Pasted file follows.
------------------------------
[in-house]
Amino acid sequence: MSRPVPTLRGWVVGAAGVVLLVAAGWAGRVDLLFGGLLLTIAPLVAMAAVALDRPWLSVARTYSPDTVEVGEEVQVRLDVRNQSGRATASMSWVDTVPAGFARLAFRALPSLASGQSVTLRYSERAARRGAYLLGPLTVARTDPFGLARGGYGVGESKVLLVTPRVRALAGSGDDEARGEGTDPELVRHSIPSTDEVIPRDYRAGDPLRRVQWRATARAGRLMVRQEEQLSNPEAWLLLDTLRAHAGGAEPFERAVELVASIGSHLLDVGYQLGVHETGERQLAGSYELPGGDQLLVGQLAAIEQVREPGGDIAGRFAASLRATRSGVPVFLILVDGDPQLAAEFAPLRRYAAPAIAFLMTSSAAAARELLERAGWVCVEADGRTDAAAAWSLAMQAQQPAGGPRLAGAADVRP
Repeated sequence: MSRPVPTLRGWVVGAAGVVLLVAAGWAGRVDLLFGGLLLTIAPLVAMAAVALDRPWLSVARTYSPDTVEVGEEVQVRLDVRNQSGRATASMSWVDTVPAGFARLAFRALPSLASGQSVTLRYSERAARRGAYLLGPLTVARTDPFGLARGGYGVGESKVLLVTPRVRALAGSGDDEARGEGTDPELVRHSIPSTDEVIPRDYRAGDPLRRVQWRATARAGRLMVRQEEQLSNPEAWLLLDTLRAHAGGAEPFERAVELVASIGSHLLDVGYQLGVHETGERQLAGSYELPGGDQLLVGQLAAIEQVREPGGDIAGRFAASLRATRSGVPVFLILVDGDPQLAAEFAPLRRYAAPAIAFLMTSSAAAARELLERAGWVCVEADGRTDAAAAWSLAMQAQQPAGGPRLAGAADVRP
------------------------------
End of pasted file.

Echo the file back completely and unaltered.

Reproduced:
[in-house]
Amino acid sequence: MSRPVPTLRGWVVGAAGVVLLVAAGWAGRVDLLFGGLLLTIAPLVAMAAVALDRPWLSVARTYSPDTVEVGEEVQVRLDVRNQSGRATASMSWVDTVPAGFARLAFRALPSLASGQSVTLRYSERAARRGAYLLGPLTVARTDPFGLARGGYGVGESKVLLVTPRVRALAGSGDDEARGEGTDPELVRHSIPSTDEVIPRDYRAGDPLRRVQWRATARAGRLMVRQEEQLSNPEAWLLLDTLRAHAGGAEPFERAVELVASIGSHLLDVGYQLGVHETGERQLAGSYELPGGDQLLVGQLAAIEQVREPGGDIAGRFAASLRATRSGVPVFLILVDGDPQLAAEFAPLRRYAAPAIAFLMTSSAAAARELLERAGWVCVEADGRTDAAAAWSLAMQAQQPAGGPRLAGAADVRP
Repeated sequence: MSRPVPTLRGWVVGAAGVVLLVAAGWAGRVDLLFGGLLLTIAPLVAMAAVALDRPWLSVARTYSPDTVEVGEEVQVRLDVRNQSGRATASMSWVDTVPAGFARLAFRALPSLASGQSVTLRYSERAARRGAYLLGPLTVARTDPFGLARGGYGVGESKVLLVTPRVRALAGSGDDEARGEGTDPELVRHSIPSTDEVIPRDYRAGDPLRRVQWRATARAGRLMVRQEEQLSNPEAWLLLDTLRAHAGGAEPFERAVELVASIGSHLLDVGYQLGVHETGERQLAGSYELPGGDQLLVGQLAAIEQVREPGGDIAGRFAASLRATRSGVPVFLILVDGDPQLAAEFAPLRRYAAPAIAFLMTSSAAAARELLERAGWVCVEADGRTDAAAAWSLAMQAQQPAGGPRLAGAADVRP